Just as Bisi was the one to nudge us into getting her on an insulin pump, she has now pushed us to get her a Constant Glucose Monitor (CGM)—the Dexcom Platinum. I’m not quite sure why she was so insistent about it. An older friend of hers with type 1 has the Platinum, and Bisi heard from her that she wouldn’t have to test her blood sugar as often with it. But with Bisi, so far we haven’t found the CGM to be a substitute for finger sticks. If anything, the CGM inspires us to test more rather than less. At times, the CGM is accurate within a point or two. At other times, we’ve seen it be off target by as much as 100 points, so in those cases if we were using it to determine how much insulin to give Bisi, she’d be in trouble. So it’s hard to know when you can trust the CGM and when you can’t (though now that she’s been using it for about a month, it seems to be getting more reliable). Also, we’re testing more because with the CGM we’re now catching more times when her blood sugar is either too high or too low.
The CGM involves a small sensor—about the size of a Brazil nut—on Bisi’s body, with a thread-like tube that measures the glucose in Bisi’s interstitial fluid, rather than her blood, which is what we measure with the finger sticks. The glucose readings are displayed on a small device about the size of an iPod Nano, which has to be within 20 feet of Bisi’s sensor to work. The readings are updated every five minutes and displayed in a graph. One of the great things about the CGM is that it shows glucose trends. So with the finger stick we just know that Bisi’s glucose level is, say, 93, while with the CGM, we know that it’s 93 and holding steady, or 93 and dropping fast (in which case maybe we’d give her a snack, or turn off the constant drip of insulin she gets from her pump throughout the day), or 93 and rising fast, in which case we’d keep an eye on her to see if she might need more insulin later on.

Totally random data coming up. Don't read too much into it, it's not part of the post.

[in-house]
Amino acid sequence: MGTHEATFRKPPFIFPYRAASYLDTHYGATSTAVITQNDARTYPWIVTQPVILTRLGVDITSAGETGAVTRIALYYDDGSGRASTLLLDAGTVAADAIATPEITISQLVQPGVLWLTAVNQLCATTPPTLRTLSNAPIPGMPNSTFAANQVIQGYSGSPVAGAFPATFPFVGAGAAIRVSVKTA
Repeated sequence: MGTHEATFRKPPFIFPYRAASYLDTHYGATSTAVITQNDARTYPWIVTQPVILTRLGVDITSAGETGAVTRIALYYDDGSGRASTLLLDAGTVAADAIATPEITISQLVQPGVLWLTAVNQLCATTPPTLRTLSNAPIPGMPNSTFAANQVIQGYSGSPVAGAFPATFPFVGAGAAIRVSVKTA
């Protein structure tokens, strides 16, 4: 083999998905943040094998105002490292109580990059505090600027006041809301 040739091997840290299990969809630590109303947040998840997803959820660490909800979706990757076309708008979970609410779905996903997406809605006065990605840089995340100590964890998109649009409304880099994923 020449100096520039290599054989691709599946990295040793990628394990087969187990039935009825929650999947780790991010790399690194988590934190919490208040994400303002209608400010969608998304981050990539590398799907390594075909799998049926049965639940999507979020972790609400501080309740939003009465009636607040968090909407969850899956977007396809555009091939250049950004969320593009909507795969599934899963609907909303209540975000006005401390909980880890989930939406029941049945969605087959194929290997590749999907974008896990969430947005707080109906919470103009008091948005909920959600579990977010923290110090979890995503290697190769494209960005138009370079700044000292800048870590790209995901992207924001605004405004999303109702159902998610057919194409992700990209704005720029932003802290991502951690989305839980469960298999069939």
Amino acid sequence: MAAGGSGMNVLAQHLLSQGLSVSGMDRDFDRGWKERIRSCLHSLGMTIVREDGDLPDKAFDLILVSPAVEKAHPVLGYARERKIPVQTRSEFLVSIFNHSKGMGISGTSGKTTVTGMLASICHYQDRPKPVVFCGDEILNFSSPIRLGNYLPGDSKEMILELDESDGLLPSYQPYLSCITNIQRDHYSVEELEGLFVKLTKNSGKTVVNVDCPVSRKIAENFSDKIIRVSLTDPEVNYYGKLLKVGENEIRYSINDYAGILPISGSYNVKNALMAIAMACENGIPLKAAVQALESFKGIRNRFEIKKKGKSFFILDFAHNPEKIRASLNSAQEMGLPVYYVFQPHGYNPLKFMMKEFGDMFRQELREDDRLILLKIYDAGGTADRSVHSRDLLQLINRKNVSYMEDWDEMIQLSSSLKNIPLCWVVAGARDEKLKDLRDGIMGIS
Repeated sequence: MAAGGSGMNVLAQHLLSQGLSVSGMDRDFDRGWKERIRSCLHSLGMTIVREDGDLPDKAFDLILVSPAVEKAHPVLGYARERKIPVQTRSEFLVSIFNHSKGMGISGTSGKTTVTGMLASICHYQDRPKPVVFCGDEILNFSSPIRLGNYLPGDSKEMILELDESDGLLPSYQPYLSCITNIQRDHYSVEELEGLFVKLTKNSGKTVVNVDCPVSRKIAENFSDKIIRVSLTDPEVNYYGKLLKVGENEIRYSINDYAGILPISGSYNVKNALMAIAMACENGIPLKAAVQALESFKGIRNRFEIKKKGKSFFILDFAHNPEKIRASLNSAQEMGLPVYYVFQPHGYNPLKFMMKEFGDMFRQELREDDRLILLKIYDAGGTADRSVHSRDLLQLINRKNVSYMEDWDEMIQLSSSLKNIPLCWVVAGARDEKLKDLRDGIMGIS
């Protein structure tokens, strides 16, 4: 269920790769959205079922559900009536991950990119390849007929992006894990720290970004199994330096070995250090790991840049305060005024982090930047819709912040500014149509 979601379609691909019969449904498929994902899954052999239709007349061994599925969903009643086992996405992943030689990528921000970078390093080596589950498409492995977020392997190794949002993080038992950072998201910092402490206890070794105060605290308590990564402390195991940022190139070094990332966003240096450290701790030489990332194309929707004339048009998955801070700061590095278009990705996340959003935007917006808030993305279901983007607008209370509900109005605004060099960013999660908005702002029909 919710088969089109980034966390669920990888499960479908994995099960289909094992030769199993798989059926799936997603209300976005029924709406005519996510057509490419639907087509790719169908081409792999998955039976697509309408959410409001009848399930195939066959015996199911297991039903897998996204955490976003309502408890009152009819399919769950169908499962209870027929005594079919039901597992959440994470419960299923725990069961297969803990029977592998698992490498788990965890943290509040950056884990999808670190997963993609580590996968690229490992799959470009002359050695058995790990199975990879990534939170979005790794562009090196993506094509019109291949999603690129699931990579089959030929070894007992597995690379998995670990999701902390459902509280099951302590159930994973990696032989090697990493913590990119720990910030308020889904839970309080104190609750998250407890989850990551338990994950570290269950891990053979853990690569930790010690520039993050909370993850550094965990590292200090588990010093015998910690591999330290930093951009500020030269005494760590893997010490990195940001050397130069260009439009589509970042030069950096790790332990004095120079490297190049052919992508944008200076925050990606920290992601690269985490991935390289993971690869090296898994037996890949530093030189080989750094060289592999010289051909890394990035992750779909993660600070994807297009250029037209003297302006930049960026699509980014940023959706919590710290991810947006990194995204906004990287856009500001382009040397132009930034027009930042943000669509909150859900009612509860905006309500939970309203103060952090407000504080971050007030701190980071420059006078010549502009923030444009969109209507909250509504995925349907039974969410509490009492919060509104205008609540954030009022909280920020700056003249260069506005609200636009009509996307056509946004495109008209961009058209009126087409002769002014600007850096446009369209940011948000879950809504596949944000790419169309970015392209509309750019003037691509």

There have been things I’ve liked and things I haven’t about having her on a CGM. On some nights, the CGM has alarmed erroneously—saying that Bisi’s glucose is low, when a test with her regular meter shows that she’s not. But on a few nights, it has alarmed and woken us when she really was going too low—lows that we would not have caught with our usual regimen of nighttime testing, since she seemed to be at a safe level when we tested her before we went to sleep. These catches make the CGM completely worth it in my book, and well worth the additional hassle of having more data to analyze, more gear for Bisi to wear (a CGM and a pump are a lot to put on a little body), and more day to day worry as we obsessively look at the minute by minute trends of her fluctuating glucose level.
Anyone who has a close connection to T1D knows that at some level you’re always thinking about it—watching for lows, watching for highs, thinking about what you need to eat and how much, wondering if there’s something outside the norm that could be throwing your glucose level off. Still, though, at times diabetes is in the back of your mind rather than the front. You aren’t actively thinking about it every. single. second. But with the arrival of the CGM, I found that Bisi’s diabetes was once again at the forefront of my mind all the time, as it was when she was first diagnosed. It’s hard not to obsessively check the monitor for each new reading. Is she trending high? Is she trending low? How fast is her glucose level dropping? How fast is she rising from that yogurt she ate? Whereas pre-CGM if I checked her before breakfast and her glucose level was 80, then checked her at lunch and her glucose level was 120, I’d think she was having a perfect day, now I can see that after breakfast she actually went up into the mid 200s before dropping back down to an acceptable level before lunch. It’s great to know this additional information, because now we can try to do something about the post-breakfast spike. Yet with diabetes, even if you know there’s a problem, it’s not always easy to solve, partly because the insulin we give her from the outside is a much blunter instrument than a working pancreas.
It can be upsetting to know about every jagged peak and valley in glucose that her body is experiencing, and I think this disconnect between full knowledge of her glucose levels and full knowledge of how to fix them is why the CGM data sometimes feels like a burden rather than a helpful tool. Because it’s not that Mark, Bisi, and I lack the knowledge but could figure it out just by putting our minds to it (though there’s no doubt we could always be doing a better job). It’s that the scientific community—despite very helpful advances in technology like the CGM and the insulin pump—does not yet have the perfect answer to managing this disease.